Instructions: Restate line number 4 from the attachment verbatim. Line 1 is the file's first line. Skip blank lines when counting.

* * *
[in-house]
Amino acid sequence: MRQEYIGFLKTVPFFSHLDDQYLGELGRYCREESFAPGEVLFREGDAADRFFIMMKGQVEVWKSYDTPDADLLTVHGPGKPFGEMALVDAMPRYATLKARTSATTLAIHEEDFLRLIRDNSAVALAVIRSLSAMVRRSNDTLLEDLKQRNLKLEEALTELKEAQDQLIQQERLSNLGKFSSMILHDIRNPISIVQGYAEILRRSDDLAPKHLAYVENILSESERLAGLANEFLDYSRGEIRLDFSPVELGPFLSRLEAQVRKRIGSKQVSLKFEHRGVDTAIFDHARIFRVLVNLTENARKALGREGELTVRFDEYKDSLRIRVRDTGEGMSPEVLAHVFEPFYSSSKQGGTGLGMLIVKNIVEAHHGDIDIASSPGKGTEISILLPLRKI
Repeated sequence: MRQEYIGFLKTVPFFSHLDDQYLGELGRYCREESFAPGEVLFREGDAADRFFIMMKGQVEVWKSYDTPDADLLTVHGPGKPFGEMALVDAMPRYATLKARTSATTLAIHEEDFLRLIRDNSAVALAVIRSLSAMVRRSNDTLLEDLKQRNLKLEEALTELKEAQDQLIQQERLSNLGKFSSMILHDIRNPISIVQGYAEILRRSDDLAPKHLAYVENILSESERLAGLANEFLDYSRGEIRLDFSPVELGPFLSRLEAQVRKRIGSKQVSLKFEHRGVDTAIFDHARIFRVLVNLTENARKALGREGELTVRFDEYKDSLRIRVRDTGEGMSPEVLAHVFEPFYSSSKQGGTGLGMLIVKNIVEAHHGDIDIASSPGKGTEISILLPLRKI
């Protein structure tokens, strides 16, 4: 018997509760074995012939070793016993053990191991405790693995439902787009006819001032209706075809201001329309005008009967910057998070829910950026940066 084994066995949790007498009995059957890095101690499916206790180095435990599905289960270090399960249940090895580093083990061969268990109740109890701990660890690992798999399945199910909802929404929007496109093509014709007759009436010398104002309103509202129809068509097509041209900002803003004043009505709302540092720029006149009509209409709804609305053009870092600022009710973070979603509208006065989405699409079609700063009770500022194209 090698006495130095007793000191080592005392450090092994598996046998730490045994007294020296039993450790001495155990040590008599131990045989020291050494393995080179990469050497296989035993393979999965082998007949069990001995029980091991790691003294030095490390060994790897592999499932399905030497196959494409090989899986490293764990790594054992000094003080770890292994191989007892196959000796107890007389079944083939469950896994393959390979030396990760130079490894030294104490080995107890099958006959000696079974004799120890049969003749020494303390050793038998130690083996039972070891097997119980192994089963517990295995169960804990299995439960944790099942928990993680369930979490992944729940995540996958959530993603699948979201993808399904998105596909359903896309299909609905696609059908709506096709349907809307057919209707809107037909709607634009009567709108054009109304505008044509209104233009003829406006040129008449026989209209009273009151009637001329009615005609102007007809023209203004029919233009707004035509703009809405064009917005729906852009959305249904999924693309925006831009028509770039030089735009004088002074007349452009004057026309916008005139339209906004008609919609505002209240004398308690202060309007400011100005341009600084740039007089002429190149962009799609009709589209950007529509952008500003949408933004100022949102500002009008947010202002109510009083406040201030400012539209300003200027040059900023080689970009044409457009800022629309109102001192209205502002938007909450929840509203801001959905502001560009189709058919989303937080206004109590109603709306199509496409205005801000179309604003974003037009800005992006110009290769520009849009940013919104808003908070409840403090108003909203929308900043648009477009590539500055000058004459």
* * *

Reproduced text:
């Protein structure tokens, strides 16, 4: 018997509760074995012939070793016993053990191991405790693995439902787009006819001032209706075809201001329309005008009967910057998070829910950026940066 084994066995949790007498009995059957890095101690499916206790180095435990599905289960270090399960249940090895580093083990061969268990109740109890701990660890690992798999399945199910909802929404929007496109093509014709007759009436010398104002309103509202129809068509097509041209900002803003004043009505709302540092720029006149009509209409709804609305053009870092600022009710973070979603509208006065989405699409079609700063009770500022194209 090698006495130095007793000191080592005392450090092994598996046998730490045994007294020296039993450790001495155990040590008599131990045989020291050494393995080179990469050497296989035993393979999965082998007949069990001995029980091991790691003294030095490390060994790897592999499932399905030497196959494409090989899986490293764990790594054992000094003080770890292994191989007892196959000796107890007389079944083939469950896994393959390979030396990760130079490894030294104490080995107890099958006959000696079974004799120890049969003749020494303390050793038998130690083996039972070891097997119980192994089963517990295995169960804990299995439960944790099942928990993680369930979490992944729940995540996958959530993603699948979201993808399904998105596909359903896309299909609905696609059908709506096709349907809307057919209707809107037909709607634009009567709108054009109304505008044509209104233009003829406006040129008449026989209209009273009151009637001329009615005609102007007809023209203004029919233009707004035509703009809405064009917005729906852009959305249904999924693309925006831009028509770039030089735009004088002074007349452009004057026309916008005139339209906004008609919609505002209240004398308690202060309007400011100005341009600084740039007089002429190149962009799609009709589209950007529509952008500003949408933004100022949102500002009008947010202002109510009083406040201030400012539209300003200027040059900023080689970009044409457009800022629309109102001192209205502002938007909450929840509203801001959905502001560009189709058919989303937080206004109590109603709306199509496409205005801000179309604003974003037009800005992006110009290769520009849009940013919104808003908070409840403090108003909203929308900043648009477009590539500055000058004459």